Installing VisualEditor for MediaWiki on IIS

This post is part of a series of posts about MediaWiki on Windows :

  1. Installing MediaWiki on Windows Server 2012 R2 Core
  2. Installing VisualEditor for MediaWiki on IIS
  3. Enabling Media / File Uploads For MediaWiki on Windows Server
  • Download and Install Git
    • Get the exe install from
    • Run install from powershell commandline
      • Git.exe /verysilent /LOG="C:\temp\gitinstall.log"
      • Wait a few minutes, then check the log to ensure successful install
      • Add Git folder to Path Environment Variable
        • SETX /M PATH "PATH%;C:\Program Files\Git\bin"
  • VisualEditor extension requires Parsoid (a component which converts wiki-text to html)
    • Download and install Node.js x86 MSI from
      • msiexec /i node-x.msi /qn /l*v C:\Temp\nodeinstall.log
    • Download and Install Python
      • Download version 2.7.x from
      • msiexec /i python-2.7.x.msi /qn /l*v C:\temp\pythoninstall.log
      • SETX /M PYTHONHOME "C:\Python27"
      • SETX /M PATH "%PATH%;C:\Python27"
    • Set Node Python Version
      • npm config set python python2.7
    • Install Parsoid
    • Copy the localsettings.js.example file to localsettings.js and edit : you will need to replace this line with url of you mediawiki
      • uri: 'http://localhost/w/api.php',
    • Start parsoid
      • node bin\server.js
      • This will start parsoid in a local session, when the machine is restarted – it won’t run again. We will sort this out at the end…
  • To ensure you get a version of VisualEditor that is compatible with the installed mediawiki visit the following site and download the appropriate version :
  • To enable VisualEditor we need to edit the mediawiki LocalSettings.php and insert the following lines at the bottom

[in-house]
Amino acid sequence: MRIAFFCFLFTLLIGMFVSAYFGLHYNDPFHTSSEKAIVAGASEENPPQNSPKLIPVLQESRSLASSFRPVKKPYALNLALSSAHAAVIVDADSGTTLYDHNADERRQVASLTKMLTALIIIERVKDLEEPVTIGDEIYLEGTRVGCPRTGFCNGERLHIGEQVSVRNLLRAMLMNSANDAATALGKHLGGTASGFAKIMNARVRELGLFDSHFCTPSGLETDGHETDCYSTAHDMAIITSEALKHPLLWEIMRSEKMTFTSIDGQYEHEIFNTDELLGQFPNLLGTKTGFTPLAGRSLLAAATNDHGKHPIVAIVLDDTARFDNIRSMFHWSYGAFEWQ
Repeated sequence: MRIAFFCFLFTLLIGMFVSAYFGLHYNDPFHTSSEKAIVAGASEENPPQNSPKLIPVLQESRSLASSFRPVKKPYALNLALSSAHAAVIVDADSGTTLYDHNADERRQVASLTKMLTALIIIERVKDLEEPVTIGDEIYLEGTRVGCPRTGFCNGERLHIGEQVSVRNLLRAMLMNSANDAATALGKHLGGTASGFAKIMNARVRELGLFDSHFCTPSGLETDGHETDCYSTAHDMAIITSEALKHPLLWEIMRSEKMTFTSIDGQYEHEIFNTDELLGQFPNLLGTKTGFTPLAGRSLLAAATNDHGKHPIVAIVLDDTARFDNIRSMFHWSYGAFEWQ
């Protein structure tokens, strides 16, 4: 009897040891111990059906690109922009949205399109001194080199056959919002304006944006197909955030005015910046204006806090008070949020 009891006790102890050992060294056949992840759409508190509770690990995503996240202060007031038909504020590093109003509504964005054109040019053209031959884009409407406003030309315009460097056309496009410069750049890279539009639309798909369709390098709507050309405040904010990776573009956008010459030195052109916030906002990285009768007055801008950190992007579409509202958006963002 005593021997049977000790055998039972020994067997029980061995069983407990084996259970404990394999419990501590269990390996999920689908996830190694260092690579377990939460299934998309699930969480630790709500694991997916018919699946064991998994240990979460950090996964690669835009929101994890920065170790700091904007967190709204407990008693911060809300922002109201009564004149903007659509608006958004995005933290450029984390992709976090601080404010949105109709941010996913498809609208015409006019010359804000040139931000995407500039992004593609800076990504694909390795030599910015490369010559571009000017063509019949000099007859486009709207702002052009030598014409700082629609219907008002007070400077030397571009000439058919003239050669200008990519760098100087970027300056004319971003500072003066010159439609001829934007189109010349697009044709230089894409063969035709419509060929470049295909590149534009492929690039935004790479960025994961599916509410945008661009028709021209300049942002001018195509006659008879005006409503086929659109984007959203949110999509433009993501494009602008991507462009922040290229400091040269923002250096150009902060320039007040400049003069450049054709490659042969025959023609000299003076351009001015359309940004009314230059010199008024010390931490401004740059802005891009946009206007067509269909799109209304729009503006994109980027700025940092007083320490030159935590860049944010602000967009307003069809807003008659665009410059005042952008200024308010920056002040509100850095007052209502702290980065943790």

require_once "$IP/extensions/VisualEditor/VisualEditor.php";
// Enable by default for everybody
$wgDefaultUserOptions['visualeditor-enable'] = 1;
// Don't allow users to disable it
$wgHiddenPrefs[] = 'visualeditor-enable';
// OPTIONAL: Enable VisualEditor's experimental code features
#$wgDefaultUserOptions['visualeditor-enable-experimental'] = 1;

  • Go to your wiki in a browser and you should now have an extra ‘Edit Source’ option in the top right – this will take you to the old editor.


  • Click the edit button and you should see a loading bar and shortly after that the VisualEditor!


(UPDATE – i have noticed that the below will only work after a user logs in, I will edit this post with a fix once I have one…)

  • parsoid is running in a local session and we need to run it automatically.
    • I added a string registry key using regedit
    • HKEY_LOCAL_MACHINE\Software\Microsoft\Windows\CurrentVersion\Run
    • "C:\Program Files (x86)\nodejs\node.exe" C:\parsoid_install_dir\bin\server.js
  • Reboot the machine and check parsoid is still working by loading your wiki and trying to edit a page. If it doesnt work you the loading bar will pause about 3/4 of the way along





Installing MediaWiki on Windows Server 2012 R2 Core

Guide on how to install Media Wiki on Windows Server, using Web PI.

This post is part of a series of posts about MediaWiki on Windows :

  1. Installing MediaWiki on Windows Server 2012 R2 Core
  2. Installing VisualEditor for MediaWiki on IIS
  3. Enabling Media / File Uploads For MediaWiki on Windows Server
  • Install Server 2012 R2 Core on a machine or VM
  • Install IIS using powershell
    • Install-WindowsFeature -Name Web-Server
    • iis_install_serv_core
  • Install Microsoft Web Platform Installer (WebPI)
  • Install Media Wiki using webpicmd
    • Change the directory to : C:\Program Files\Microsoft\Web Platform Installer
    • Run the following command to install the MediaWiki application
      • .\webpicmd /Install /Application:MediaWiki
    • Web Pi will ask you several questions (config options, usernames and password etc…) at the end you should see :
    • media_wiki_core_install
  • Test the installation
  • At the next page i encountered a problem, the css didnt load
    • media_wiki_missing_css
  • I opened up the source and clicked the link which should load the css, this returned :
    • Exception encountered, of type "Less_Exception_Parser" [ec4dcf50] /mediawiki/mw-config/index.php?css=1 Less_Exception_Parser from line 447 of C:\inetpub\wwwroot\mediawiki\vendor\oyejorge\less.php\lib\Less\Parser.php: Less.php cache directory isn't writable: C:\Windows\TEMP Backtrace: #0 C:\inetpub\wwwroot\mediawiki\includes\resourceloader\ResourceLoader.php(1620): Less_Parser->SetCacheDir(string) ...